The patient, aged 28 years, was admitted to the Neurosurgery Department due to lumbosacral (L/S) pain radiating to lower limbs and sphincter disturbances with urinary and faecal incontinence. On admission, she also complained of progressive weakness of lower limbs for about a year. Neurological examination revealed weakness of lower limbs in dorsiflexion and plantar flexion of the foot, bilateral abolition of Achilles tendon reflexes, and sensory disturbances of bifurcation type affecting S1, S2 and, S3 roots and the perineal area.

Magnetic resonance imaging (MRI) of the lumbosacral (L/S) spine

An MRI scan (1.5 T) showed a low-terminal spinal cone at the S2 level with a thickened terminal nerve, as well as a lesion with a high signal at T2 time, which corresponds to an intramedullary adipoma spreading into the subcutaneous tissue through the unattached L5 arch. The image corresponding to the first type of TCS can be observed in Figure 1.

Figure 1

Pre-operative MRI examination of the first patient. A – T1 FSE S time with contrast; visible end-striatal fatoma and non-union of L5 and S1 arch. B – T2 time. C – axial sections at T2 time; widening of the spinal canal, filled with adipoma. D – axial sections at T1 time with contrast; the tumour shows no contrast enhancement


Surgery and early postoperative period

The patient was operated under general endotracheal anaesthesia in the supine position. The skin was incised in the lumbosacral region at 7 cm over the spinous process of L5 and the sacral crest. After removal of the spinous processes of the L5 and S1 vertebral arches, the operating microscope and microsurgical technique were used. The meningeal sac was incised above the site of the adipose tissue exit, and the entire mass of the adipose tissue, 5 cm in diameter with the spinal nerve roots passing through it, was visualized. The adipose had spread beyond the spinal canal into the adipose tissue. The tumour was removed subtotally. Complete resection was not possible because of the overgrowth of the spinal nerves and the consequent risk of their damage. The entoptic thread visible under the operating microscope was thicker than the nerve roots and had a white iridescent colour with connective tissue fibres visible on its surface. After cutting the terminal thread, a reduction in the tension of the nerve elements was obtained. In order to verify the nerve structures, intraoperative monitoring was used: sensory and motor evoked potentials (SSEP) and electromyogram (EMG). The 12 mm long subcutaneous steel electrodes were used for SSEP stimulation and monitoring of lower limbs. EMG was studied using 25 mm electrodes placed in the quadriceps femoris, tibialis anterior, and gastrocnemius muscles, bilaterally. Electrodes were also placed bilaterally in the external rectus sphincter muscles. An electrode was placed on the Foley catheter to monitor the external urethral sphincter. Bipolar stimulation was applied during preparation to assess the functionality of the neural tissue. The potentials evoked by manipulation or stimulation of the monitored nerve roots were processed by the neuromonitoring system into sound signals heard and interpreted by the surgeon. The patient had significant improvement in lower limb mobility and sphincter function. There was minimal improvement in sensation. The pain in the lumbar region remained unchanged. The early postoperative period was complicated by a fluid cyst, palpable subcutaneously and visible on postoperative MRI (Figure 2). The CSF collection was treated with several punctures and evacuation of the fluid. The patient was discharged on postoperative day 14. A scar at the surgical wound site developed 20 days after surgery.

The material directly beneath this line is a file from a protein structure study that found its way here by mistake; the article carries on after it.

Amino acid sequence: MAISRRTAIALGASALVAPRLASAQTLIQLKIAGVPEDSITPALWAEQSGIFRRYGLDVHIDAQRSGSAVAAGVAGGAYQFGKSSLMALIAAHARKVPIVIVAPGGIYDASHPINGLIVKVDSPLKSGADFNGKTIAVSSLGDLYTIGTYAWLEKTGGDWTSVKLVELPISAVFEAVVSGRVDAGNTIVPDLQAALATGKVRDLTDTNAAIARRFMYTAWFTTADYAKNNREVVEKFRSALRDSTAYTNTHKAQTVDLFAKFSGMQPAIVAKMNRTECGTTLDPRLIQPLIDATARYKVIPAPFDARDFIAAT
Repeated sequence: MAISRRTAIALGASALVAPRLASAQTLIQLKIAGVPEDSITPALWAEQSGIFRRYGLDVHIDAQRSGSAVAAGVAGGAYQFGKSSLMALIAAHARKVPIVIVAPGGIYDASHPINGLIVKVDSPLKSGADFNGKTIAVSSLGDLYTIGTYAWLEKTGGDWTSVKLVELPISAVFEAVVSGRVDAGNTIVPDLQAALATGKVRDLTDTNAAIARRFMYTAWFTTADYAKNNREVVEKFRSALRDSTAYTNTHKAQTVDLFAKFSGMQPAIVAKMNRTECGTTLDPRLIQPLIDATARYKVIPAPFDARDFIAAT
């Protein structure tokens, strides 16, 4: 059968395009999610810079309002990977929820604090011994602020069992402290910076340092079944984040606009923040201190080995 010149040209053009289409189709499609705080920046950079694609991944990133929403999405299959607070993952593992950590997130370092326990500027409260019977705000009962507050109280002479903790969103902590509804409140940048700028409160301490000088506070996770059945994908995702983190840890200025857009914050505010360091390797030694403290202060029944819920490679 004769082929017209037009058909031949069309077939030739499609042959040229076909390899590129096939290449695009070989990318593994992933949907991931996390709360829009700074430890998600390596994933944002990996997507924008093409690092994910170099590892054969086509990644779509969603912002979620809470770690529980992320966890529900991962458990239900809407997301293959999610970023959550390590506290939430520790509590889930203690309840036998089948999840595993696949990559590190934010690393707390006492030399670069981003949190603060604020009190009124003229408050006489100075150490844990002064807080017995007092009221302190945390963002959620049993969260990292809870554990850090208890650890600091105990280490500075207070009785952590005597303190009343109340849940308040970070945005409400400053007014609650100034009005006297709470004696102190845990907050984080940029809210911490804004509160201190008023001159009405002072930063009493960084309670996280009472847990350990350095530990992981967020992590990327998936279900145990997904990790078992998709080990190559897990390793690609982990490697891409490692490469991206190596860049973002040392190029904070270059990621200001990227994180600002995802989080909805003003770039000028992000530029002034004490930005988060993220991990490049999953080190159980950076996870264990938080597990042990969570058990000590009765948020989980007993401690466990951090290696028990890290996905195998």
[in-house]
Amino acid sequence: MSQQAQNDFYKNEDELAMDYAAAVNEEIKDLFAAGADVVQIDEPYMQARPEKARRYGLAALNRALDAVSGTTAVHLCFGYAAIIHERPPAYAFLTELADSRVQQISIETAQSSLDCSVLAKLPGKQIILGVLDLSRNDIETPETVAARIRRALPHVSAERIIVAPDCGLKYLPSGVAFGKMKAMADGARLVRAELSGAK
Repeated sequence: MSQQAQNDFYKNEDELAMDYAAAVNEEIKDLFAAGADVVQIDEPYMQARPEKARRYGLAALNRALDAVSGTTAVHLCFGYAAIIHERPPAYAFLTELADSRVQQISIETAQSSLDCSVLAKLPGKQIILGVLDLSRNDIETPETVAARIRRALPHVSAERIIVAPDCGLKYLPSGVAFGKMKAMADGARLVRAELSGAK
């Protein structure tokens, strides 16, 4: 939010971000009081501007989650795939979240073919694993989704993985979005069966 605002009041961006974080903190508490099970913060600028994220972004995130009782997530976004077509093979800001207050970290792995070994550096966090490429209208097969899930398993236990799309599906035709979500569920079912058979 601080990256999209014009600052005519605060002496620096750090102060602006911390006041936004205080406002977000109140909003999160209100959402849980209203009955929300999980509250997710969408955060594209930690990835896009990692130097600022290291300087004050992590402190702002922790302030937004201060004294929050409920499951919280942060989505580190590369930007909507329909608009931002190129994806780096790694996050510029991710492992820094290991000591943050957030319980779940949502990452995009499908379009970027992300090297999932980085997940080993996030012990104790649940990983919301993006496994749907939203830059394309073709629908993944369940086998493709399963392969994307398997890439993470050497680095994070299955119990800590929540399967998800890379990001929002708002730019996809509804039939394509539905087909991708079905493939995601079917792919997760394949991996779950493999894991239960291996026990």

Figure 2

MRI examination in the early postoperative period in the first patient. A – T2-weighted postoperative study with visible fluid cyst. B – T1-weighted contrast-enhanced MR study with visible cyst and partially removed adipoma. C – Axial sections of T2-weighted contrast-enhanced MR study; fluid collection and degree of resection visible


Late postoperative period

The patient had significant improvement in lower limb mobility and sphincter function. There was minimal improvement in sensation. The pain in the lumbar region remained unchanged. The patient was consulted on an outpatient basis 12 months after the surgical treatment. She did not report any recurrence of symptoms and the therapeutic effect remained good. MRI examination showed healed surgical area and subtotally removed adipose tissue (Figure 3).

Figure 3

MRI scan at 12 months after surgery in the first patient. A – T2-weighted MR imaging with a healed surgical approach area. B – T1-weighted MR imaging with variable flip; a properly healed surgical approach area. C – T1-weighted MR imaging, axial sections; healed wound with the visible laminectomy site


Case 2